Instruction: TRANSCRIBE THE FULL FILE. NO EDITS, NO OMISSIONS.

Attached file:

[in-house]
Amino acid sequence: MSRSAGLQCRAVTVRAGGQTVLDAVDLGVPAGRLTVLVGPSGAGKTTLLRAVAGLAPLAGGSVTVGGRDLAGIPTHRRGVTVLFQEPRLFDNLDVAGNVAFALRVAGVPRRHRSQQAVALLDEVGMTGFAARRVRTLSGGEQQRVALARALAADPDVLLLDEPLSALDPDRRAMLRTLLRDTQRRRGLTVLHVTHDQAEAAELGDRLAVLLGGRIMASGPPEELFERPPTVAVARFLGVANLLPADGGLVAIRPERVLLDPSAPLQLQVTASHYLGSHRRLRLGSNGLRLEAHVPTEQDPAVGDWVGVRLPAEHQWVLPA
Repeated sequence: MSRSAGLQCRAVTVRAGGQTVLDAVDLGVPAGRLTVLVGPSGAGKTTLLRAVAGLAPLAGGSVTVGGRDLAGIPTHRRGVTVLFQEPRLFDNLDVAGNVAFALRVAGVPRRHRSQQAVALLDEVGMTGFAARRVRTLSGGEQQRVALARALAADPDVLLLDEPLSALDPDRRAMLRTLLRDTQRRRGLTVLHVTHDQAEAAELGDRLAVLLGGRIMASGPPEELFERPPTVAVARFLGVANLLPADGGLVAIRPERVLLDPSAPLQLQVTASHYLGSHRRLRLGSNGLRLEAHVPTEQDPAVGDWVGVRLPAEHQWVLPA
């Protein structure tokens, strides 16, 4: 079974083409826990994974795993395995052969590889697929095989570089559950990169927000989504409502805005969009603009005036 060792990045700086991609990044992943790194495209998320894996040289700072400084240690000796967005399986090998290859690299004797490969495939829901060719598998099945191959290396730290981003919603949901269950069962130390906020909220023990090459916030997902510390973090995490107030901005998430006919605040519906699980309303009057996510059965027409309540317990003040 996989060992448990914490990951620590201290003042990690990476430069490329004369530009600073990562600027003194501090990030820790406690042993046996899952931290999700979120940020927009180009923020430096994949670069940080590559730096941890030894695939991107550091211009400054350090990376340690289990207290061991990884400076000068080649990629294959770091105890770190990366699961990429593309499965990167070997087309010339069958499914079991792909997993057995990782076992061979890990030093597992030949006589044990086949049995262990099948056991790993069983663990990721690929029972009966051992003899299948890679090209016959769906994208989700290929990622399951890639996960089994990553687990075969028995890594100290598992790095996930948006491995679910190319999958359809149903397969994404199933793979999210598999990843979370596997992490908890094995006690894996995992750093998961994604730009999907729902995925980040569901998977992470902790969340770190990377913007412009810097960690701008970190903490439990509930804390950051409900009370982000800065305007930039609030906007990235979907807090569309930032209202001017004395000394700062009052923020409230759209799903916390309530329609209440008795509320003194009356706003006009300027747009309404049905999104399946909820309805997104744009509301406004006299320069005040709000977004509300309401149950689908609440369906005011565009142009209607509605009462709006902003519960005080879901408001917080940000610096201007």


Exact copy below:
[in-house]
Amino acid sequence: MSRSAGLQCRAVTVRAGGQTVLDAVDLGVPAGRLTVLVGPSGAGKTTLLRAVAGLAPLAGGSVTVGGRDLAGIPTHRRGVTVLFQEPRLFDNLDVAGNVAFALRVAGVPRRHRSQQAVALLDEVGMTGFAARRVRTLSGGEQQRVALARALAADPDVLLLDEPLSALDPDRRAMLRTLLRDTQRRRGLTVLHVTHDQAEAAELGDRLAVLLGGRIMASGPPEELFERPPTVAVARFLGVANLLPADGGLVAIRPERVLLDPSAPLQLQVTASHYLGSHRRLRLGSNGLRLEAHVPTEQDPAVGDWVGVRLPAEHQWVLPA
Repeated sequence: MSRSAGLQCRAVTVRAGGQTVLDAVDLGVPAGRLTVLVGPSGAGKTTLLRAVAGLAPLAGGSVTVGGRDLAGIPTHRRGVTVLFQEPRLFDNLDVAGNVAFALRVAGVPRRHRSQQAVALLDEVGMTGFAARRVRTLSGGEQQRVALARALAADPDVLLLDEPLSALDPDRRAMLRTLLRDTQRRRGLTVLHVTHDQAEAAELGDRLAVLLGGRIMASGPPEELFERPPTVAVARFLGVANLLPADGGLVAIRPERVLLDPSAPLQLQVTASHYLGSHRRLRLGSNGLRLEAHVPTEQDPAVGDWVGVRLPAEHQWVLPA
């Protein structure tokens, strides 16, 4: 079974083409826990994974795993395995052969590889697929095989570089559950990169927000989504409502805005969009603009005036 060792990045700086991609990044992943790194495209998320894996040289700072400084240690000796967005399986090998290859690299004797490969495939829901060719598998099945191959290396730290981003919603949901269950069962130390906020909220023990090459916030997902510390973090995490107030901005998430006919605040519906699980309303009057996510059965027409309540317990003040 996989060992448990914490990951620590201290003042990690990476430069490329004369530009600073990562600027003194501090990030820790406690042993046996899952931290999700979120940020927009180009923020430096994949670069940080590559730096941890030894695939991107550091211009400054350090990376340690289990207290061991990884400076000068080649990629294959770091105890770190990366699961990429593309499965990167070997087309010339069958499914079991792909997993057995990782076992061979890990030093597992030949006589044990086949049995262990099948056991790993069983663990990721690929029972009966051992003899299948890679090209016959769906994208989700290929990622399951890639996960089994990553687990075969028995890594100290598992790095996930948006491995679910190319999958359809149903397969994404199933793979999210598999990843979370596997992490908890094995006690894996995992750093998961994604730009999907729902995925980040569901998977992470902790969340770190990377913007412009810097960690701008970190903490439990509930804390950051409900009370982000800065305007930039609030906007990235979907807090569309930032209202001017004395000394700062009052923020409230759209799903916390309530329609209440008795509320003194009356706003006009300027747009309404049905999104399946909820309805997104744009509301406004006299320069005040709000977004509300309401149950689908609440369906005011565009142009209607509605009462709006902003519960005080879901408001917080940000610096201007």